NASA ramps Mars preparations with groundbreaking for new antenna

This artist's concept shows what Deep Space Station-23, a new antenna dish capable of supporting both radio wave and laser communications, will look like when completed at the Deep Space Network's Goldstone, California, complex. Credits: NASA/JPL-Caltech

Ever wonder how spacecraft spread throughout our solar system communicate with Earth? They do so through an international array of radio antenna known as the Deep Space Network. The network consists of 12 antennas at three separate locations: Goldstone, California; Madrid, Spain; and Canberra, Australia. NASA chose these locations because they’re each 120 degrees apart from each other, so satellites can always talk to Earth one of the stations.

“The Deep Space Network is Earth’s one phone line to our two Voyager spacecraft—both in interstellar space—all our Mars missions, and the New Horizons spacecraft that is now far past Pluto,” Jet Propulsion Laboratory Deputy Director Larry James said in a statement. “The more we explore, the more antennas we need to talk to all our missions.”

NASA is preparing for the future as more Mars missions come online and we start to send astronauts to the moon and beyond. So the space agency is adding to its current network. On Feb. 12, NASA broke ground on the new antenna, which will be added to the Goldstone site in California. 

The 112-foot-wide dish, called Deep Space Station-23 (or DSS23), will take about two and half years to build. And it’s not the only addition NASA is planning. Space is getting crowded, and with the push to return to the moon and eventual plan to send humans to Mars, NASA wants to make sure it has plenty of bandwidth to communicate. To that end, the space agency aims to build an additional five antennas.

“Since the 1960s, when the world first watched live pictures of humans in space and on the Moon, to revealing imagery and scientific data from the surface of Mars and vast, distant galaxies, the Deep Space Network has connected humankind with our solar system and beyond,” said Badri Younes, NASA’s deputy associate administrator for Space Communications and Navigation, or SCaN, which oversees NASA’s networks. “This new antenna, the fifth of six currently planned, is another example of NASA’s determination to enable science and space exploration through the use of the latest technology.”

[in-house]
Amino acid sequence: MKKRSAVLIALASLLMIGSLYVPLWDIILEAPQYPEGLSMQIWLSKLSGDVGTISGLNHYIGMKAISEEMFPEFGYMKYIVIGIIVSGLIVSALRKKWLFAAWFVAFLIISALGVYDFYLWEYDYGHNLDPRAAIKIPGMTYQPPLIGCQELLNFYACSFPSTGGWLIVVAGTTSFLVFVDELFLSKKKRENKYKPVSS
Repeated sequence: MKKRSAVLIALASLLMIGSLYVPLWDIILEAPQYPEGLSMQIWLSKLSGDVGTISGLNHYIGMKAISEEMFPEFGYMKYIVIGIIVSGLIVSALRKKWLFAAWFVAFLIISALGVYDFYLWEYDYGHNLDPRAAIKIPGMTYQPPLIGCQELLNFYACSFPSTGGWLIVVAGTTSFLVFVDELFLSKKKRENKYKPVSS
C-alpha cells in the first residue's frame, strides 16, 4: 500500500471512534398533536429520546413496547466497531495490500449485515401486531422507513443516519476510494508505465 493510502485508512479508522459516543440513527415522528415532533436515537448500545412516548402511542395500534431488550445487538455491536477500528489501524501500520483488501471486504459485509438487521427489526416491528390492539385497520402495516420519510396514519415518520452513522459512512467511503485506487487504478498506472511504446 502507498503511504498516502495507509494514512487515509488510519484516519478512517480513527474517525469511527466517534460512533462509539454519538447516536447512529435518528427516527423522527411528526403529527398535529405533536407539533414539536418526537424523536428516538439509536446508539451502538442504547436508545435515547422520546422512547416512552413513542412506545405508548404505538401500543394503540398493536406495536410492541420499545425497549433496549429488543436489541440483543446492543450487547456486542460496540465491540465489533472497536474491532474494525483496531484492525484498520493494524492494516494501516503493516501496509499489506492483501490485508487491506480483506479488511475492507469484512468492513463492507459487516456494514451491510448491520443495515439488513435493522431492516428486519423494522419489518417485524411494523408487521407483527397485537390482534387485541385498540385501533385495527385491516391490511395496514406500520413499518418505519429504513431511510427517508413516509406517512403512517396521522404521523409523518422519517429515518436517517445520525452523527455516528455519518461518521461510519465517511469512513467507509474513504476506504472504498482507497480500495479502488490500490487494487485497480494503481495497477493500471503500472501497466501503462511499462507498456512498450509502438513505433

Deep Space Network On Feb. 11, 2020, NASA, JPL, military and local officials broke ground in Goldstone, California, for a new antenna in the agency’s Deep Space Network, which communicates with all its deep space missions.Credit: NASA/JPL-Caltech

This is the first addition to Goldstone since 2003, and the new dish is being built at the complex’s Apollo site — named because its DSS-16 antenna supported NASA’s human missions to the Moon. The new dish being built will be able to support more missions with advanced technology, like lasers, which are capable of transmitting vast amounts of data from far out in the solar system as well as from astronauts on the lunar and Martian surfaces.

“Lasers can increase your data rate from Mars by about 10 times what you get from radio,” said Suzanne Dodd, director of the Interplanetary Network, the organization that manages the DSN. “Our hope is that providing a platform for optical communications will encourage other space explorers to experiment with lasers on future missions.”

Similar antennas have recently been built at the Canberra site and two are currently under construction in Madrid. The Deep Space Network is managed by NASA’s Jet Propulsion Laboratory in Pasadena, California, and even has its own website where viewers can see which DSN dishes are talking to which spacecraft at any given time.

Amy Thompson: I write about space, science, and future tech.
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